I run a web app here at mysimpleads.com, as you may have noticed. I needed SSL setup for two of my domains. There are quite a few guides on setting up SSL on Azure Cloud Services, problem is some have this bit or that bit not fully explained. Also, with the quick releases of Azure they get outdated. I can say this guide is current as of the moment . I did a lot of this from memory, so if any part isn’t clear, let me know and I’ll try to rattle my neurons to get it figured out. This guide is for the Cloud Services portion, I haven’t had the chance to play with Azure Websites do to their more expensive SSL costs.
Order an SSL
Having an SSL provider to begin with is always a good start. There are of course a multitude of brands, types, and places to order them. For right now I will say one thing to keep in mind is if you are planning on running a site with multiple subdomains, like sub1.mysimpleads.com and sub2.mysimpleads.com, you will probably want to buy a wildcard SSL certificate. This will let you use a single cert for multiple sites, as long as they are all under the same domain. I’m using a wildcard cert while hosting my multiple subdomains on a single web role.
Create a Certificate Signing Request (CSR)
- Remote terminal into your cloud service via Visual Studio
- Open up the IIS MMC
- Double-click on the Server Certificates icon in the control list
- On the right-side, select Create Certificate Request
- In the Request Certificate window that appears enter the details for your certificate. You can bing/google about what the different fields mean. Keep in mind if you are doing a wildcard certificate, you need to enter *.sitename.com in the Common Name field. Here’s one such article on the field details… https://support.globalsign.com/customer/portal/articles/1229769
- Click Next and in the next section, make sure to select a Bit-length of at least 2048.
- Click Next again and Finish the CR.
Get the completed cert from your SSL provider
You will now take the text from the CR, which starts with and ends with this…
—–BEGIN NEW CERTIFICATE REQUEST—–
—–END NEW CERTIFICATE REQUEST—–
…to the place you purchased your SSL. You will paste that or import that into their system. They will then generate the ‘.cer’ certificate file you will use to generate the ‘.pfx’ that gets imported into Azure.
- Once you have the certificate from your provider, go back into IIS MMC.
- Click Complete Certificate Request.
- Click OK to complete it. Then export that certificate to the ‘.pfx’ file. You will need to provide a password, so don’t forget it, as you will need it to import into Azure.
- Your SSL provider will probably have an ‘intermediate certificate’. This is a generic certificate that gets ‘chained’ with your certificate. You need to simply download it from their site and save it as a ‘.cer’ file. It will start with and end with…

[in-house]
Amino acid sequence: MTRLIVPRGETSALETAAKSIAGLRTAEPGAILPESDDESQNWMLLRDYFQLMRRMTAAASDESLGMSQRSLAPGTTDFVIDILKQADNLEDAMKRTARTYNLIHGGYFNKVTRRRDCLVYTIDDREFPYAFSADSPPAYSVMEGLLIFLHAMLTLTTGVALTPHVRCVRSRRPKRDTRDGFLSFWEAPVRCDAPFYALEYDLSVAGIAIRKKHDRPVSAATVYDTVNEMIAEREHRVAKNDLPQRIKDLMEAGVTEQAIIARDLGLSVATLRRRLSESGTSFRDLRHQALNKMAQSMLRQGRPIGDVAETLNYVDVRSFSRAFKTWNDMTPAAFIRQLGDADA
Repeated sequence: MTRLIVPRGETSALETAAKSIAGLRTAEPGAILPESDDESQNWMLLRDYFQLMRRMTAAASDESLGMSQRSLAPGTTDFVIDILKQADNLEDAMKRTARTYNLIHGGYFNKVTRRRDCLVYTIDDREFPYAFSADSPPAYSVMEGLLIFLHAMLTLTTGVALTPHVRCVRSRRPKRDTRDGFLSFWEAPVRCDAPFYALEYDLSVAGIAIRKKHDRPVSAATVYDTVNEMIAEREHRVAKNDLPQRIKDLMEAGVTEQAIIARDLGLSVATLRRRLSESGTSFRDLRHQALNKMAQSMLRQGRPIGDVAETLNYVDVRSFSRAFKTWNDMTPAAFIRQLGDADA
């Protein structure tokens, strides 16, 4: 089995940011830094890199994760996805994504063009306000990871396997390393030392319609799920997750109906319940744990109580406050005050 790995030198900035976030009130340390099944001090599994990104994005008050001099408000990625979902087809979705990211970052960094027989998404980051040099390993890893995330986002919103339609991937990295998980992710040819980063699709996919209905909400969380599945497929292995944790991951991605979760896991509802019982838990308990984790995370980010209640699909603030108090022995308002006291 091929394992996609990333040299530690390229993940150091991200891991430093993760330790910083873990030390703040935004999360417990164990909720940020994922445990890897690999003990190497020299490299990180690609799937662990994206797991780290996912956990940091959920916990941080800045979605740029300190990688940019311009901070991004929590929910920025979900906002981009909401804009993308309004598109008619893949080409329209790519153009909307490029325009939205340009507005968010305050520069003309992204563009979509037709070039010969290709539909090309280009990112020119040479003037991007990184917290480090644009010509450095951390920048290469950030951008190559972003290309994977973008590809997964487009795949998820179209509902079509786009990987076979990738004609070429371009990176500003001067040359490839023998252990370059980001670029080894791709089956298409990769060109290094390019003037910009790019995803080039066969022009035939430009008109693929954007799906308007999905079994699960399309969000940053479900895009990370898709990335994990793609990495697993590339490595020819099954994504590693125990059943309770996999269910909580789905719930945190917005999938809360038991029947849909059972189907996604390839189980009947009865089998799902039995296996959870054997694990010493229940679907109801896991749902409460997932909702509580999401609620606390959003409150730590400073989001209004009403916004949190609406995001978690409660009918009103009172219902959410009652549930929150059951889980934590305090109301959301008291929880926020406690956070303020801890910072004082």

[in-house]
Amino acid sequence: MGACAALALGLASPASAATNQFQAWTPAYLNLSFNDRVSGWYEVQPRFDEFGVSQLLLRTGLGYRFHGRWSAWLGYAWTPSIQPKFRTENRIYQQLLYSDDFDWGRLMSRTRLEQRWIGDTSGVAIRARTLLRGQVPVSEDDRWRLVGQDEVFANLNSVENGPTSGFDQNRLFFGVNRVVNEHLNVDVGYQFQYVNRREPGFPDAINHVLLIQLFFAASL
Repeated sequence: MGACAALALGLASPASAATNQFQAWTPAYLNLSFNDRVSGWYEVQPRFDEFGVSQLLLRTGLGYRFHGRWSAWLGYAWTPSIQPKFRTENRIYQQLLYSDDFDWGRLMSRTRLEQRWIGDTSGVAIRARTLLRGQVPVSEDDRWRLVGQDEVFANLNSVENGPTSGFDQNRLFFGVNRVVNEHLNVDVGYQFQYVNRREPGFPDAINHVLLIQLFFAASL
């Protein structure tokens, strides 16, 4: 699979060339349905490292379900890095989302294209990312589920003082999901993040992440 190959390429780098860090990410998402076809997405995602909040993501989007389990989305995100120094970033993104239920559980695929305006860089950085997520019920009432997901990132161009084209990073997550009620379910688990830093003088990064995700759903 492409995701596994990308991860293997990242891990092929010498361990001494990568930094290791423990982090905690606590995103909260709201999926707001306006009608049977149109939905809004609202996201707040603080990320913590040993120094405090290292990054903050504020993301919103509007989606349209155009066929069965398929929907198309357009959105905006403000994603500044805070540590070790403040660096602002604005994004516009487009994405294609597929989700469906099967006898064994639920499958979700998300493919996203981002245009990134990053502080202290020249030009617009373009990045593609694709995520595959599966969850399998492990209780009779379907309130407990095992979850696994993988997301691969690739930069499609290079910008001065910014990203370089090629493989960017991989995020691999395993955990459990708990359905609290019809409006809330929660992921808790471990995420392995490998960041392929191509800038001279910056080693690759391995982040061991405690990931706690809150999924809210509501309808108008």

Import into Azure Web Portal
- Import your .pfx and any intermediate .cer into Azure Web Portal. Select your cloud service, and then the Certificates tab and Upload command on the bottom. You will upload each .pfx/.cer file separately. If you have an intermediate certificate you will upload two files then, one .cer and one .pfx.
- In the Certificates screen you will see your certs now listed. You need to copy the text from the Thumbprints column for each cert to copy into your configuration file.
Insert the settings into your Azure project’s configuration file
- In Visual Studio, open up your Role configuration and go to the Certificates tab.
- Click Add Certificate and create Certificate entries for all your thumbprints. You can name them whatever. For the Intermediate certificate select the CA Store Name, and for your personal one select the My Store Name. Store Location will be LocalMachine for both.
- Now that you have an SSL certificate, enable an HTTPS endpoint.
- In your ServiceDefinition.csdef file add the endpoint binding to your site(s).
- You’re all set. Optionally, if you are running ASP.NET MVC and created a Base Controller, you can decorate it with [RequireHttps] to required HTTPS connections for all your controllers that inherit it.
- Finally, publish to Azure.
You should now be able to access your site with https, like https://use.mysimpelads.com/account/register. If you have any troubles, leave a comment or catch me on twitter (@clippersoft) and I’ll do my best to help.